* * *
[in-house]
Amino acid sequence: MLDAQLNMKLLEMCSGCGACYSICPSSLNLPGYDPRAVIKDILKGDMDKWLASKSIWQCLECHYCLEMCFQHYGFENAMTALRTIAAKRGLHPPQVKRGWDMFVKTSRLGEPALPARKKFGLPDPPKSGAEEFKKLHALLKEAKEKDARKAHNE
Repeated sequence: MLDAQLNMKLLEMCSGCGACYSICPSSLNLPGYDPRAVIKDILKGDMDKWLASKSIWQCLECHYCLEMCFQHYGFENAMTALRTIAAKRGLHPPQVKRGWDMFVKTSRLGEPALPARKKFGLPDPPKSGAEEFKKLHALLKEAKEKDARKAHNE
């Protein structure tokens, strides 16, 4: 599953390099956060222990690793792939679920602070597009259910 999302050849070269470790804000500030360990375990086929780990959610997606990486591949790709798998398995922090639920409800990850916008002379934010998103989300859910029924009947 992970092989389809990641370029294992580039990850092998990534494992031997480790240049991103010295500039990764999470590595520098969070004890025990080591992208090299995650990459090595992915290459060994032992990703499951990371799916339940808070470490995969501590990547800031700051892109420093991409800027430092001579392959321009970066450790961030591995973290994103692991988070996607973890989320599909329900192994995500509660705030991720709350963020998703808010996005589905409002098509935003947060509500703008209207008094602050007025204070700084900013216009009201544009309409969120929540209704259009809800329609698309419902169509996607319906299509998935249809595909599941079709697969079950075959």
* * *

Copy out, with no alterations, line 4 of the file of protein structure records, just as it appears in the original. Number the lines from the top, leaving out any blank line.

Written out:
């Protein structure tokens, strides 16, 4: 599953390099956060222990690793792939679920602070597009259910 999302050849070269470790804000500030360990375990086929780990959610997606990486591949790709798998398995922090639920409800990850916008002379934010998103989300859910029924009947 992970092989389809990641370029294992580039990850092998990534494992031997480790240049991103010295500039990764999470590595520098969070004890025990080591992208090299995650990459090595992915290459060994032992990703499951990371799916339940808070470490995969501590990547800031700051892109420093991409800027430092001579392959321009970066450790961030591995973290994103692991988070996607973890989320599909329900192994995500509660705030991720709350963020998703808010996005589905409002098509935003947060509500703008209207008094602050007025204070700084900013216009009201544009309409969120929540209704259009809800329609698309419902169509996607319906299509998935249809595909599941079709697969079950075959």